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New Sounds

Finno-Ugric Folk Songs

Saturday, August 10, 2013

You probably don’t speak Udmurtian. Or Vepsian. Or Ivorian, Karelian Finnish, or Livonian. They are all Finno-Ugric languages – relatives of Finnish and Hungarian – that are spoken in what was the former Soviet Union.  Overwhelmed by Russian, they have not survived as well as Finnish, Hungarian, or even Estonian. Some only have a few dozen speakers. That’s why musicians like Veljo Tormis, the group Hedningarna, and Markku Ounaskari & Samuli Mikkonen have become so interested in the folk songs of these people. We’ll hear these songs in arrangements for chorus, rock band, and jazz ensemble on this New Sounds.

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New Sounds

Finno-Ugric Folk Songs

Wednesday, July 18, 2012

You probably don’t speak Udmurtian. Or Vepsian. Or Ivorian, Karelian Finnish, or Livonian. They are all Finno-Ugric languages – relatives of Finnish and Hungarian – that are spoken in what was the former Soviet Union.  Overwhelmed by Russian, they have not survived as well as Finnish, Hungarian, or even Estonian. Some only have a few dozen speakers. That’s why musicians like Veljo Tormis, the group Hedningarna, and Markku Ounaskari & Samuli Mikkonen have become so interested in the folk songs of these people. We’ll hear these songs in arrangements for chorus, rock band, and jazz ensemble on this New Sounds.

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New Sounds

New Folk from Northern Europe

Sunday, May 22, 2011

For this New Sounds, listen to music based on the traditions of northern Europe. Hear some punkass Polish nu-folk from the Warsaw Village Band's release, "Infinity" along with party music from Hedningarna, the "heathens" who remain true to the polska, a three-beat rhythm unique to Sweden.  Also, there's music from Denmark’s Sorten Muld, Norwegian/Sami singer Ande Somby, and more.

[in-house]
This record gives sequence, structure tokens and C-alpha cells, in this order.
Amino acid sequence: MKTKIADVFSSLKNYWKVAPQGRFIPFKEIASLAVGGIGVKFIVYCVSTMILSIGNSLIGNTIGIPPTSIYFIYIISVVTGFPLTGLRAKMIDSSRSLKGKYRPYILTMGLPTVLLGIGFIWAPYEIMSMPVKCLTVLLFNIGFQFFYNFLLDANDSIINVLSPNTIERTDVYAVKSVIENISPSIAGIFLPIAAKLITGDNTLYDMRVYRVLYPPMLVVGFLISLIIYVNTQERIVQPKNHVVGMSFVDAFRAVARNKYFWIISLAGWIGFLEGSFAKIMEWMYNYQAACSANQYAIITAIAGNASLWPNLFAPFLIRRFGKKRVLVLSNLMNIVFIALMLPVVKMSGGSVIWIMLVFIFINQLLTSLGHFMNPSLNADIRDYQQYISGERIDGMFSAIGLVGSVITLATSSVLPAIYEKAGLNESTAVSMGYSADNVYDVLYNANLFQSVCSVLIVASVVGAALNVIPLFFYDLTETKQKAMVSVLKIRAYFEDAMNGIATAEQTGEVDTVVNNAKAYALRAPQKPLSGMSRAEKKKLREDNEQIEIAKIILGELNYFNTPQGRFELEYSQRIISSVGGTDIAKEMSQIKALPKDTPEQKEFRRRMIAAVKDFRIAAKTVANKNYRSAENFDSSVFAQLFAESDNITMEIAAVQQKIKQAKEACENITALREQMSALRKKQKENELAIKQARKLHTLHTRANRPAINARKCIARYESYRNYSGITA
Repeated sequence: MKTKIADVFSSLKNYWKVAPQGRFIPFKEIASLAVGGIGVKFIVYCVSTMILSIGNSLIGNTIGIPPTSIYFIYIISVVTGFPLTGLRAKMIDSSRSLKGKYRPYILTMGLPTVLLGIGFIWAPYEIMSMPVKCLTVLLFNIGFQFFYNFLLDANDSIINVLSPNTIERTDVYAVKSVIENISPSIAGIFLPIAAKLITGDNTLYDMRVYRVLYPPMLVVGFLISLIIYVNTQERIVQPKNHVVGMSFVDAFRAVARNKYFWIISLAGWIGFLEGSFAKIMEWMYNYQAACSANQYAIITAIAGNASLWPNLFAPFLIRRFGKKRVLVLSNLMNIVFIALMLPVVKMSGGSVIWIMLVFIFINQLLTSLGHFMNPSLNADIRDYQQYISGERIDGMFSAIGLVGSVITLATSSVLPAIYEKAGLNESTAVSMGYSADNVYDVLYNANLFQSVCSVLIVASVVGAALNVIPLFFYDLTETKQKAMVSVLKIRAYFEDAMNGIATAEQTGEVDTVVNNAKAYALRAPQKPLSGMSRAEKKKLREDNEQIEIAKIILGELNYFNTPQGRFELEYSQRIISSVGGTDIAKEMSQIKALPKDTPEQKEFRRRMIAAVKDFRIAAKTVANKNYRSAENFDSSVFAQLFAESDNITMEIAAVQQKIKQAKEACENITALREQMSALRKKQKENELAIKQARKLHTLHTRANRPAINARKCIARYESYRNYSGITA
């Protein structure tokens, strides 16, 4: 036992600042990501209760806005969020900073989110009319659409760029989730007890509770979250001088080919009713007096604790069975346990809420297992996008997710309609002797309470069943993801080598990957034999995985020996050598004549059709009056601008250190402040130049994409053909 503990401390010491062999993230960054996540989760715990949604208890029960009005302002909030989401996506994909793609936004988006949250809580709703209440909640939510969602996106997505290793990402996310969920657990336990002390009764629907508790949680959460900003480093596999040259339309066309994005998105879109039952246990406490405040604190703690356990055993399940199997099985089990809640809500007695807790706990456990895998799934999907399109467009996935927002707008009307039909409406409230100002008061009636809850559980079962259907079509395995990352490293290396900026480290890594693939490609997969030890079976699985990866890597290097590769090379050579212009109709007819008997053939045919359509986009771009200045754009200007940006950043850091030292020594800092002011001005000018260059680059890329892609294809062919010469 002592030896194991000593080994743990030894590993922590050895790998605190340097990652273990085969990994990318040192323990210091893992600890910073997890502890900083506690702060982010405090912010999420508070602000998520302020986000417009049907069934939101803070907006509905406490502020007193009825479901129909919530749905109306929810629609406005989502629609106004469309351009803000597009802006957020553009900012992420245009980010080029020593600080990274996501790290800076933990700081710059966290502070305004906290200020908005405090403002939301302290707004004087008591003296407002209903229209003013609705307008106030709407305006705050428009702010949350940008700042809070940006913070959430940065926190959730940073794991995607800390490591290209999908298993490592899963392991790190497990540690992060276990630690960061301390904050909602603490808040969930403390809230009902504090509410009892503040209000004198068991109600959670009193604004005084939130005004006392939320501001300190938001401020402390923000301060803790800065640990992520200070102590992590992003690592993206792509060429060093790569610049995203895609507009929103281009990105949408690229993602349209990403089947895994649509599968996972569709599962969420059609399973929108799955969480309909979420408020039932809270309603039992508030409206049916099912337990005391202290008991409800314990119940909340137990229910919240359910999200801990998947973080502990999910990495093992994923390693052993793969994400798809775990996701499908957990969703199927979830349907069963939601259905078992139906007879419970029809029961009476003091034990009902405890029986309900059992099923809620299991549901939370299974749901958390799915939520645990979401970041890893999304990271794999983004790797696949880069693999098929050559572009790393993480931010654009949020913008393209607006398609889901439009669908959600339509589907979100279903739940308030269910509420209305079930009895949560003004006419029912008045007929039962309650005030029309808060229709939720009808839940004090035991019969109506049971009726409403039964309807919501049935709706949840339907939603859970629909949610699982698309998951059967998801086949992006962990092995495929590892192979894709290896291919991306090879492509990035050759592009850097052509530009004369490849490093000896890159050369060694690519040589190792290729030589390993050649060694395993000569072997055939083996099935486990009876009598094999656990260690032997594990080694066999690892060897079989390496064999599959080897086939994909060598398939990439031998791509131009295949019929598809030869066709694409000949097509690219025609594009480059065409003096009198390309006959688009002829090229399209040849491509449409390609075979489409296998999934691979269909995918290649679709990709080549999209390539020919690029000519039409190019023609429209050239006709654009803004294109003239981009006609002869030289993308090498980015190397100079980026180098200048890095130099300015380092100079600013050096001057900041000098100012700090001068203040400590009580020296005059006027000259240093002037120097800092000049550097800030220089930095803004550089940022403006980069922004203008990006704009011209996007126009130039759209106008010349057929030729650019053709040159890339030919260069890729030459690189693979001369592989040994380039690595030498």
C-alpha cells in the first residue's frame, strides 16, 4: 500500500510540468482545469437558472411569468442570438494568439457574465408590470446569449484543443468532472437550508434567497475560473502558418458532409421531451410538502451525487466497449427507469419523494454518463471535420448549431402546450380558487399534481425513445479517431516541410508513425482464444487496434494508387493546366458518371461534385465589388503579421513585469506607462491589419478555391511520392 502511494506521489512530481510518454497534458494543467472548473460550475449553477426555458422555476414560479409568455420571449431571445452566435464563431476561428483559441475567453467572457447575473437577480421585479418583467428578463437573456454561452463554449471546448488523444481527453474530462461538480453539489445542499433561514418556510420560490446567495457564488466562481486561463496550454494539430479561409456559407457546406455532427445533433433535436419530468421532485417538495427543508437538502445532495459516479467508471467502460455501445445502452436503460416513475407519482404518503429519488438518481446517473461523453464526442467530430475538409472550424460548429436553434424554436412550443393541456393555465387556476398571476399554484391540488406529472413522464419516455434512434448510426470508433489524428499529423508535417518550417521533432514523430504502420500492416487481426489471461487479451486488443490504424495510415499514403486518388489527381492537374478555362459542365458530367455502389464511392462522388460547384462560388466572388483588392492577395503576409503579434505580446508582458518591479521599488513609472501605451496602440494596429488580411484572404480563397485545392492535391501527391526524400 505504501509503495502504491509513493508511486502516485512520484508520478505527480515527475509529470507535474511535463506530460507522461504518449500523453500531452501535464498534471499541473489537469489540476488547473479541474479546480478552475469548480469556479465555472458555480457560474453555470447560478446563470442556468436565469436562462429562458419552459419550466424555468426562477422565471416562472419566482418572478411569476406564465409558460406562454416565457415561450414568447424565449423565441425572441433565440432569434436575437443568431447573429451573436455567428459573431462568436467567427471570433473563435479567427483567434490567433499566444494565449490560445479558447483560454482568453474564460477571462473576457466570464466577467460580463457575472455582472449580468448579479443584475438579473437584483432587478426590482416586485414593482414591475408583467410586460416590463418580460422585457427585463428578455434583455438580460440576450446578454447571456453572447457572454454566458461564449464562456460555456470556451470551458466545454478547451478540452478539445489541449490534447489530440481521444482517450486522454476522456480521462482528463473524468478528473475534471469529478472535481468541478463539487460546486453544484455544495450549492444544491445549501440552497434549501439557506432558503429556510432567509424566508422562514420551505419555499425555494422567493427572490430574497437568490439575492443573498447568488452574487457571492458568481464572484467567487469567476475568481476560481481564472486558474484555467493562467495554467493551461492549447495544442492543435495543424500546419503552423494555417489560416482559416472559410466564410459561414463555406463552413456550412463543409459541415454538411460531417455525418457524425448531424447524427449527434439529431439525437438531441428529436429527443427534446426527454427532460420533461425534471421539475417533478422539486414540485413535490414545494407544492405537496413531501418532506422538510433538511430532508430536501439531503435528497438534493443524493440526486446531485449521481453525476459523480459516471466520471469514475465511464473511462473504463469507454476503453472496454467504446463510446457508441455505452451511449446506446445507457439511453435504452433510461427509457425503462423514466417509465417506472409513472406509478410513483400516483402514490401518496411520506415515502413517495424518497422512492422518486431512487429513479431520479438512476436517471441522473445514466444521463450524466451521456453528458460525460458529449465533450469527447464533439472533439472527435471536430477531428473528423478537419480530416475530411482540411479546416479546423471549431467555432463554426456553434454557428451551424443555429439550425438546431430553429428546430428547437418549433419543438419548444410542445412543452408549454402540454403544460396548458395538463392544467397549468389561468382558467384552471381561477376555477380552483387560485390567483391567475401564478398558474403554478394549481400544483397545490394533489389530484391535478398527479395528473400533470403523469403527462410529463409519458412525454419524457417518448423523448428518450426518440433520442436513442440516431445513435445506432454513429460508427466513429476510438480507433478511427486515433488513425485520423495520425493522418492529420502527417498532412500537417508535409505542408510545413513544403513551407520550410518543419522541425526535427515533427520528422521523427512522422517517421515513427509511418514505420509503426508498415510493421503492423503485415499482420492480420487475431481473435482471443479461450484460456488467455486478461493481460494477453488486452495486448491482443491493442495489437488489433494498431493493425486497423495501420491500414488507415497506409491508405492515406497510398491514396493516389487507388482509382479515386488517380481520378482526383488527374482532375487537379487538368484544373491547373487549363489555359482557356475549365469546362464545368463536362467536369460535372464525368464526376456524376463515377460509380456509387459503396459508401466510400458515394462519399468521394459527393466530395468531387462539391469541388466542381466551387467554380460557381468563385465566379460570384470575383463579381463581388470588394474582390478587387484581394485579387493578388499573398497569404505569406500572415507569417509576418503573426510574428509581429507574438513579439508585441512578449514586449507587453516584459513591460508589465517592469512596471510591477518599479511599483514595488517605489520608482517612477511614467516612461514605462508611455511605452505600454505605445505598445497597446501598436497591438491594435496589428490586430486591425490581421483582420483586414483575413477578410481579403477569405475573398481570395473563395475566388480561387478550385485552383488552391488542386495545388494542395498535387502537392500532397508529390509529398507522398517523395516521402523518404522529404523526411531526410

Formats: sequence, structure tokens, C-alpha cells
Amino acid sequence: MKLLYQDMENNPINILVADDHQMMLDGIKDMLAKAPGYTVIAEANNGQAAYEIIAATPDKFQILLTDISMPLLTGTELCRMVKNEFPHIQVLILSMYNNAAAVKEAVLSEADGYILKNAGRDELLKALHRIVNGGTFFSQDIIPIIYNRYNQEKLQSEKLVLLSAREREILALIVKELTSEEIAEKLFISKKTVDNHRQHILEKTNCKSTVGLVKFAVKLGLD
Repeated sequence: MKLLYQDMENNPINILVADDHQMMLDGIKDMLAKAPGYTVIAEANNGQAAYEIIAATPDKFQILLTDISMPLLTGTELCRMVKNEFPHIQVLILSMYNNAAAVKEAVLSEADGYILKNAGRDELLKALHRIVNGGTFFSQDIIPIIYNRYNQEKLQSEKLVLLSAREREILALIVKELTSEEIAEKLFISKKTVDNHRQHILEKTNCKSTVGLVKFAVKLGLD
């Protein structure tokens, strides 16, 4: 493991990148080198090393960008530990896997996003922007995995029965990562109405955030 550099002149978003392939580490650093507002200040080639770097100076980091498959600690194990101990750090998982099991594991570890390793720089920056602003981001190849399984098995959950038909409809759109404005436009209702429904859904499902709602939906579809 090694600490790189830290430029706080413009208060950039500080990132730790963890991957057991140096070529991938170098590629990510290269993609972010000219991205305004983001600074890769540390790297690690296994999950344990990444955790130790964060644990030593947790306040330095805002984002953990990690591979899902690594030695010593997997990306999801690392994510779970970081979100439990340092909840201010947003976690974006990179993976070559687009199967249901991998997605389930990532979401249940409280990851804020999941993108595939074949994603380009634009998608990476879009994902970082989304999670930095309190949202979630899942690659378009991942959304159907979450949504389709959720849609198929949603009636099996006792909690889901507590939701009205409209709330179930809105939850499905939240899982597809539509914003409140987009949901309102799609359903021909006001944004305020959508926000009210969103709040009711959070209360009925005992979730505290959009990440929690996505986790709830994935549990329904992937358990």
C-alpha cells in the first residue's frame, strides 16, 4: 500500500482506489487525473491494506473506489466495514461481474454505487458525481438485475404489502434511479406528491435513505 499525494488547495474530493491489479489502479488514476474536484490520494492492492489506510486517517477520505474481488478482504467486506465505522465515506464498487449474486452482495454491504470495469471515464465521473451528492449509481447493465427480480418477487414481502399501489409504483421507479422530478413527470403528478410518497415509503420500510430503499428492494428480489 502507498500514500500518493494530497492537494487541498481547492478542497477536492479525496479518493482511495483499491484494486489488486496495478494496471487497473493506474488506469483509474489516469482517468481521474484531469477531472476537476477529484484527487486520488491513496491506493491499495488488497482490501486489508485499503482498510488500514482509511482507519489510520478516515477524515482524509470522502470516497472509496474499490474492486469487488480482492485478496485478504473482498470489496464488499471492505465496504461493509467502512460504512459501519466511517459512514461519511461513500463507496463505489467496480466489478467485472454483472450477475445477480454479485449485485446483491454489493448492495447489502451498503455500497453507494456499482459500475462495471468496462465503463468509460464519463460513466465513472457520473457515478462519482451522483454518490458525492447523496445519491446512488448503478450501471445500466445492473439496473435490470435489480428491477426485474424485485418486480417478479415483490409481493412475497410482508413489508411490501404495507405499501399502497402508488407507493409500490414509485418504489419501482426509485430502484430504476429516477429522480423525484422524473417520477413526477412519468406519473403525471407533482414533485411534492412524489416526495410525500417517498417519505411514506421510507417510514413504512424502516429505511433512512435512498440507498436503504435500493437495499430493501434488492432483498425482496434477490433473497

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New Sounds

Finno-Ugric Folk Songs

Thursday, April 07, 2011

You probably don’t speak Udmurtian. Or Vepsian. Or Ivorian, Karelian Finnish, or Livonian. They are all Finno-Ugric languages – relatives of Finnish and Hungarian – that are spoken in what was the former Soviet Union.  Overwhelmed by Russian, they have not survived as well as Finnish, Hungarian, or even Estonian. Some only have a few dozen speakers. That’s why musicians like Veljo Tormis, the group Hedningarna, and Markku Ounaskari & Samuli Mikkonen have become so interested in the folk songs of these people. We’ll hear these songs in arrangements for chorus, rock band, and jazz ensemble.

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